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Gay Marriage Passes in the House of Commons

Gay Marriage Passes in the House of Commons


Gay Marriage Passes in the House of Commons
The House of Commons voted to permit gay marriage in Wales and England, despite 161 members of Parliament opposing the British government’s plans. 
Several Tory Members of Parliament spoke openly against the bill, which have caused a rift in the party, but leaders of the Labour and Democratic Party backed them. 
The Same Sex Couples Bill will not go before the House of Lords for final approval.  
Prime Minister David Cameron hopes the Same Sex Couples Bill to become law soon with the first gay marriages taking place by next summer. 
If passed the Same Sex Couples Bill will allow gay couples, who are currently allowed to hold civil ceremonies, to legally marry in Wales and England. 
According to the bill, religious institutions would be required to “opt in” to offering same sex weddings, with the Church in Wales and the Church of England being banned in law from doing so. 
The Secretary of Wales Mr. David Jones and Environment Official Owen Paterson voted against the Same Sex Marriage bill at its third hearing—these two officials were joined by 10 junior ministers of the nation. 
In total, 133 Tories opposed the same sex marriage bill, along with 15 Labour Members of Parliament, four members of the Liberal Democratic Party, one independent, and eight Democratic Unionists. Again, the proposal will now go to the House of Lords tomorrow, where it is expected to generate heated discussion.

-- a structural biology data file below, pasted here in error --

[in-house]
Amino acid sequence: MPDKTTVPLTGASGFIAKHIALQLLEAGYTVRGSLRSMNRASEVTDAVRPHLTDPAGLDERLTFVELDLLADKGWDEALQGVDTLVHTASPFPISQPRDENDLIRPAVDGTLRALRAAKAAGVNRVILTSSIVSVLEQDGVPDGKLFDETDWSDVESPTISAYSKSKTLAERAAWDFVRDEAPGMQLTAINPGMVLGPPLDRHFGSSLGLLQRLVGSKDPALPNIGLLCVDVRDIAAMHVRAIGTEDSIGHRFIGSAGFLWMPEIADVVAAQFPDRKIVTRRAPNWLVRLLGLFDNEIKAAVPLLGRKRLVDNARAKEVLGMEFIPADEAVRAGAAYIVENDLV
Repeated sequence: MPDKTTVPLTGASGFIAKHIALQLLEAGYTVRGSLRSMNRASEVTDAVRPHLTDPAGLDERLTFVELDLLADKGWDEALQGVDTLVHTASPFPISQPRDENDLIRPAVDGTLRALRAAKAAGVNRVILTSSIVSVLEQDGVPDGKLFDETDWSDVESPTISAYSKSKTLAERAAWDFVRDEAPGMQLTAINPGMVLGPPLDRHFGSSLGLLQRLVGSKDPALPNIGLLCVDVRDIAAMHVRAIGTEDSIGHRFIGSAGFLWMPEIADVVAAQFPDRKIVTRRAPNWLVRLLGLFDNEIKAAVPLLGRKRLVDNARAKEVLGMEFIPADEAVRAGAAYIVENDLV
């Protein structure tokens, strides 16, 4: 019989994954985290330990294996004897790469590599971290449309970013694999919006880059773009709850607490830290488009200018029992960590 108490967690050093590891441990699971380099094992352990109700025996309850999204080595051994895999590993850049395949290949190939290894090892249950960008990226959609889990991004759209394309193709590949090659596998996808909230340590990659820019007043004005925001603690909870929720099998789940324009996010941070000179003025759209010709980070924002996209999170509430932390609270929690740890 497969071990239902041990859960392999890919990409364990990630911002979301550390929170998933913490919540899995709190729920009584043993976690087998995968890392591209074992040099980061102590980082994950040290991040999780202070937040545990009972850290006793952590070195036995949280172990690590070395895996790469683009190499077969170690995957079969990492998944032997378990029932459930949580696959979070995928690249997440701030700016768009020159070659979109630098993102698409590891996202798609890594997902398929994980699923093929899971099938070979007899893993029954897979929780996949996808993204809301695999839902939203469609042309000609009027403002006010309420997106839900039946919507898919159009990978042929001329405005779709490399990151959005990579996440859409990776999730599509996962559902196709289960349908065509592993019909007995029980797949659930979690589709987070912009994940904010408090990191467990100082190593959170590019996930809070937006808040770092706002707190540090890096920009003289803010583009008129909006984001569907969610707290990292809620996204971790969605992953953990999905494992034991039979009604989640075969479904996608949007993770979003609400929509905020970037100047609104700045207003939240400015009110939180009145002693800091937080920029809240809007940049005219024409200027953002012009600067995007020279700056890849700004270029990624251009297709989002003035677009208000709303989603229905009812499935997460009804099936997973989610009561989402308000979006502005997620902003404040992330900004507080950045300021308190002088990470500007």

Demonstrators who oppose the proposed law held a vigil across from the Palace of Westminster as the vote took place. A woman was arrested by police after attempting to drive an automobile through the gates of the Palace as the vote was underway. 
The bill’s third reading was supported by 366 Members of Parliament, giving it the necessary majority of 205. There was a smattering of applause in the chamber after the results were announced. 
The result represents a marginal improvement for the Prime minister compared to the second reading, when 175 Members of Parliament opposed the plans. 
Source: Human Rights Campaign



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